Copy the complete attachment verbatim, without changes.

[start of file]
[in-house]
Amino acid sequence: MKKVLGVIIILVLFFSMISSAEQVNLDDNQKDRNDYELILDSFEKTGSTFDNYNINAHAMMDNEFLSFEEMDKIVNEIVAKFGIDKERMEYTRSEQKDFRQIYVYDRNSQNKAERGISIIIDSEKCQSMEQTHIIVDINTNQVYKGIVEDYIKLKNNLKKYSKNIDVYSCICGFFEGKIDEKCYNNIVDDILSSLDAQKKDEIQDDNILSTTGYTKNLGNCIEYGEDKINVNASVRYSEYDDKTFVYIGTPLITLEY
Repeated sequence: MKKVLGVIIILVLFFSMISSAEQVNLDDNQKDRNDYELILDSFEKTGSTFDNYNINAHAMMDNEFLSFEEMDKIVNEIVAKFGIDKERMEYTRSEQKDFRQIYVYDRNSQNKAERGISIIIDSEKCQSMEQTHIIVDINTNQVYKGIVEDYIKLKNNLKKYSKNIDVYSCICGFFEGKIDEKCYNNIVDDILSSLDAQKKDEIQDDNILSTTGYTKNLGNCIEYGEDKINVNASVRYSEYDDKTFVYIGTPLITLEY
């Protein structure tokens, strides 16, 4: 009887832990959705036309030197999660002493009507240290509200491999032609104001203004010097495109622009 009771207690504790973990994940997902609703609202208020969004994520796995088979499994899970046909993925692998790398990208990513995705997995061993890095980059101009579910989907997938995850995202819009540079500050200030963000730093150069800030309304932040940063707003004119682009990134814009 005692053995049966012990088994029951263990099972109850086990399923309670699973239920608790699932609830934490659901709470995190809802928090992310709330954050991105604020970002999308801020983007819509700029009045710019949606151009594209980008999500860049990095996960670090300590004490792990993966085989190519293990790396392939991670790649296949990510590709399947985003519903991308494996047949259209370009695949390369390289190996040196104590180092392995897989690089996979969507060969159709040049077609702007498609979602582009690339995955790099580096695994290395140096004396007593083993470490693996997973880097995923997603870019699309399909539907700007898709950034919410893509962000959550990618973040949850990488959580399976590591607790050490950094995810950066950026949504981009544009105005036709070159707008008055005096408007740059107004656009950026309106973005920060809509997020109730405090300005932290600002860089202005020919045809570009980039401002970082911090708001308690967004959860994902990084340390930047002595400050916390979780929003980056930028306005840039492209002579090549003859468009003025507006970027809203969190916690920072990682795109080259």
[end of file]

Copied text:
[in-house]
Amino acid sequence: MKKVLGVIIILVLFFSMISSAEQVNLDDNQKDRNDYELILDSFEKTGSTFDNYNINAHAMMDNEFLSFEEMDKIVNEIVAKFGIDKERMEYTRSEQKDFRQIYVYDRNSQNKAERGISIIIDSEKCQSMEQTHIIVDINTNQVYKGIVEDYIKLKNNLKKYSKNIDVYSCICGFFEGKIDEKCYNNIVDDILSSLDAQKKDEIQDDNILSTTGYTKNLGNCIEYGEDKINVNASVRYSEYDDKTFVYIGTPLITLEY
Repeated sequence: MKKVLGVIIILVLFFSMISSAEQVNLDDNQKDRNDYELILDSFEKTGSTFDNYNINAHAMMDNEFLSFEEMDKIVNEIVAKFGIDKERMEYTRSEQKDFRQIYVYDRNSQNKAERGISIIIDSEKCQSMEQTHIIVDINTNQVYKGIVEDYIKLKNNLKKYSKNIDVYSCICGFFEGKIDEKCYNNIVDDILSSLDAQKKDEIQDDNILSTTGYTKNLGNCIEYGEDKINVNASVRYSEYDDKTFVYIGTPLITLEY
């Protein structure tokens, strides 16, 4: 009887832990959705036309030197999660002493009507240290509200491999032609104001203004010097495109622009 009771207690504790973990994940997902609703609202208020969004994520796995088979499994899970046909993925692998790398990208990513995705997995061993890095980059101009579910989907997938995850995202819009540079500050200030963000730093150069800030309304932040940063707003004119682009990134814009 005692053995049966012990088994029951263990099972109850086990399923309670699973239920608790699932609830934490659901709470995190809802928090992310709330954050991105604020970002999308801020983007819509700029009045710019949606151009594209980008999500860049990095996960670090300590004490792990993966085989190519293990790396392939991670790649296949990510590709399947985003519903991308494996047949259209370009695949390369390289190996040196104590180092392995897989690089996979969507060969159709040049077609702007498609979602582009690339995955790099580096695994290395140096004396007593083993470490693996997973880097995923997603870019699309399909539907700007898709950034919410893509962000959550990618973040949850990488959580399976590591607790050490950094995810950066950026949504981009544009105005036709070159707008008055005096408007740059107004656009950026309106973005920060809509997020109730405090300005932290600002860089202005020919045809570009980039401002970082911090708001308690967004959860994902990084340390930047002595400050916390979780929003980056930028306005840039492209002579090549003859468009003025507006970027809203969190916690920072990682795109080259």